Education recruitment provider Eteach has revealed that over 16,000 teachers spent time searching for a teaching role on their site on Christmas Day, with some 30,000 visiting on Boxing Day. Over 50,000 teaching professionals spent the first day of the New Year searching for their next role on the site.
The research comes after a year of stark reports that the education sector is heading for a teacher shortage crisis, with almost 50 percent of teachers claiming they plan on leaving the profession within the next three years and for the third year in a row, the government has missed teacher training targets, meaning that 2,000 places remain unfilled.
Furthermore, recent eteach research revealed that one in three teachers are actively searching for their next role meaning the predicted deluge of teachers leaving the profession could be imminent.
Eteach CEO and founder, Paul Howells, said: “Schools need to be doing all they can to reward and retain excellent teaching talent to make sure teachers feel valued and stay committed to their existing positions. But most importantly, it is imperative that schools have a solid recruitment plan in place with a specialist recruitment partner to ensure they don’t fall victim of the predicted shortfall.”
The teacher shortage crisis is set to affect a number of subject areas, with design and technology being the hardest hit with a predicted absence of 57% trainee teachers.
Meanwhile, classrooms could be set to lose senior staff as the ‘baby-boomer’ generation nears retirement. Research from Randstad Education reveals there is a pervasive societal pressure for older employees to leave the workforce at state pension age – and teachers feel this tension more acutely than average. Nearly four-fifths (79%) of teachers report feeling this pressure, compared to 75% of typical workers. In addition, 36% of employees in the education sector say this pressure is ‘significant’, while only 15% of teachers say they don’t feel this pressure.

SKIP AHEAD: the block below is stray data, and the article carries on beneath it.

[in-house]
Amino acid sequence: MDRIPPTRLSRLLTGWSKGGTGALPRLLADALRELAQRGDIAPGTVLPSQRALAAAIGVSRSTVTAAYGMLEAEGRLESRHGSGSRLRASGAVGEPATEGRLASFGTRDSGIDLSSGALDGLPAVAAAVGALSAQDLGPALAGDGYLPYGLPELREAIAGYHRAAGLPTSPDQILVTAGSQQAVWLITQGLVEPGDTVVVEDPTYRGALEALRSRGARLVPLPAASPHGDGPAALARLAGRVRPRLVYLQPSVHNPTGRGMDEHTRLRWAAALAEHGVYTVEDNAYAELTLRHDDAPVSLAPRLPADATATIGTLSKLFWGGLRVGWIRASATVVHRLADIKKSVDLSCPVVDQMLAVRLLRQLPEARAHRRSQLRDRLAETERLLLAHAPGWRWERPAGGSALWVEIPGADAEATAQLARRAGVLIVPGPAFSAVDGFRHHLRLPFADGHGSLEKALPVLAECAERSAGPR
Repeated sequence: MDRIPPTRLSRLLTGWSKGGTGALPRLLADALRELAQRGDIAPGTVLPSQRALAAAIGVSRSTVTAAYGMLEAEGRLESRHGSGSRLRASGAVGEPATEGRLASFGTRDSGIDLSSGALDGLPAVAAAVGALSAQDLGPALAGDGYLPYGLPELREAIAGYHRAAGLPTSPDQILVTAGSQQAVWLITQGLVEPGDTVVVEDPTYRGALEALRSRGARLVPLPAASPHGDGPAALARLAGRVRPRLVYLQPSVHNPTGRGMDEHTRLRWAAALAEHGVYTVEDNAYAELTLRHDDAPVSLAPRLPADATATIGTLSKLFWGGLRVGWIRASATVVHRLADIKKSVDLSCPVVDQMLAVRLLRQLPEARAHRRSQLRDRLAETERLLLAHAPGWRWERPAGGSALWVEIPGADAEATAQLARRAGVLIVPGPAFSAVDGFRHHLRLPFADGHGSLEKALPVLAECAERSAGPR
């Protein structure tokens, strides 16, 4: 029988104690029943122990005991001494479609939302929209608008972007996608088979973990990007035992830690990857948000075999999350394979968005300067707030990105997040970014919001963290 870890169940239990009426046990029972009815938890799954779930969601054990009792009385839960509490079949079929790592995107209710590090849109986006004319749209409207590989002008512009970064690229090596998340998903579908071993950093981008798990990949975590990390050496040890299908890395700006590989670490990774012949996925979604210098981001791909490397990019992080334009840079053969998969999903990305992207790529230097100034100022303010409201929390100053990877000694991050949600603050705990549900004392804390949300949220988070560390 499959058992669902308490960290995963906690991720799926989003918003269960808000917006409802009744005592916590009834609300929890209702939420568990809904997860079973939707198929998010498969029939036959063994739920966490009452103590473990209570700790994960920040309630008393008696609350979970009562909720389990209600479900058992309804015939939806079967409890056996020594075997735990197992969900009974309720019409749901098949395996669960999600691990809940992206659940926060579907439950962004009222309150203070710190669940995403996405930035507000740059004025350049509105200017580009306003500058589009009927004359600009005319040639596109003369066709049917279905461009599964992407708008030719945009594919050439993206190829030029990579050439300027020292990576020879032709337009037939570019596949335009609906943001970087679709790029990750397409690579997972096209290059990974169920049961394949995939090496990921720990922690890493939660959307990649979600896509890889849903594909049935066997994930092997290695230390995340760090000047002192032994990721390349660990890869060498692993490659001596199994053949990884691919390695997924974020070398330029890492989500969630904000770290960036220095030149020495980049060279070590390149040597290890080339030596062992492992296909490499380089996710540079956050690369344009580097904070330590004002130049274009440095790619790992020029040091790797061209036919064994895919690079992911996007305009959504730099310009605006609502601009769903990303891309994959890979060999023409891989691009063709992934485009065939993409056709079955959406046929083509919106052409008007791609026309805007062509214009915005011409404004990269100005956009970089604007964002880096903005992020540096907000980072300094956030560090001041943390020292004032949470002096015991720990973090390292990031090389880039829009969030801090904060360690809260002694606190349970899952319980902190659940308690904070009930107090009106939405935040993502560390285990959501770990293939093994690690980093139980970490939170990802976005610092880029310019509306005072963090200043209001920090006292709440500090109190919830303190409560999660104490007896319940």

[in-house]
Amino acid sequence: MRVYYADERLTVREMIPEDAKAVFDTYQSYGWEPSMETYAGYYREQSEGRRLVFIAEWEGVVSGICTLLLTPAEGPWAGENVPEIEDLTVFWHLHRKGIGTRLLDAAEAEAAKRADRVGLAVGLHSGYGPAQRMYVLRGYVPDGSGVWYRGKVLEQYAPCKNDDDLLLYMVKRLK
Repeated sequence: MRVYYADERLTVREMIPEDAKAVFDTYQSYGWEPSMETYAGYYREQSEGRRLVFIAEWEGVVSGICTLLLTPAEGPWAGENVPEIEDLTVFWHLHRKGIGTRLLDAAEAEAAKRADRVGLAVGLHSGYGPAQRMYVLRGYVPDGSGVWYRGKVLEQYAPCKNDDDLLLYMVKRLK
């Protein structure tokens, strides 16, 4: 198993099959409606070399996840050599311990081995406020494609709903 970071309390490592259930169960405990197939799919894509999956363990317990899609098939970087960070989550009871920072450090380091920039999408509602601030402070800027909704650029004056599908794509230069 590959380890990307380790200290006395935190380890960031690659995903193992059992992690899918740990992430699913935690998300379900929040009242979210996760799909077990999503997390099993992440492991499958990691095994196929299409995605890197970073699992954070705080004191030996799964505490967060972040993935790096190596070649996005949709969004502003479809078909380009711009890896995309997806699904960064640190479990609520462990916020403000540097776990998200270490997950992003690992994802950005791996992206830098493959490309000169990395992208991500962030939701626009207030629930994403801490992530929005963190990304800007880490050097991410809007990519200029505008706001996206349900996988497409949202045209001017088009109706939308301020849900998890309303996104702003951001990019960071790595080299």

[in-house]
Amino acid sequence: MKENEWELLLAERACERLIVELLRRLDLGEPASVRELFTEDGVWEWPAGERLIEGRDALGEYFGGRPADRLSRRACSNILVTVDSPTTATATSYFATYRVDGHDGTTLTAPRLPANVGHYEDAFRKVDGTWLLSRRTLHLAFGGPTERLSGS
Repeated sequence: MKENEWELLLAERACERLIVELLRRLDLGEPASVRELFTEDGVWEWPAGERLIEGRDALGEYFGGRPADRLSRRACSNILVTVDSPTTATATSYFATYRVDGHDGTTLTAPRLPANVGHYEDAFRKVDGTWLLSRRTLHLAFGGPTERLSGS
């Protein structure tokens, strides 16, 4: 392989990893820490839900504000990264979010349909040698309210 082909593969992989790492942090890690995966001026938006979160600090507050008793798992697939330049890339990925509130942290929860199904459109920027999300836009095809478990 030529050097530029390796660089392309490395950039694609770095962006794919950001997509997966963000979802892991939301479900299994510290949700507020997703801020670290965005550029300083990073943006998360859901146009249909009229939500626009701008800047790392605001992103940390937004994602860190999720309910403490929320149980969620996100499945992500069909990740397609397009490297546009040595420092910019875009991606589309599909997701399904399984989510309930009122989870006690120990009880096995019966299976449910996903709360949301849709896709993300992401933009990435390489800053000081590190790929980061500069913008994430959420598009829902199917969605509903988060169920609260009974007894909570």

A recent report by Pensions Minister Ros Altmann outlines that by 2022 the number of people in the workforce aged 50 to state pension age will have risen by 3.7 million to 13.8 million and the number aged 16-49 will have reduced by 700,000.
Jenny Rollinson, managing director of Randstad Education, comments: “We have a ticking talent timebomb in our hands, and the flight of the baby-boomer generation from the teaching workforce could leave a gaping skills shortage in our midst. There’s already quite a war for talent as it is, and this will make it even harder to find the right people for the right jobs. Schools need to hold onto the age and experience in their classrooms for as long as they can, as replacing senior teaching staff after they retire can be difficult.”
What do you think about the teacher recruitment ‘crisis? Do you have any tips on attracting and retaining great staff? Send your comments to the editor.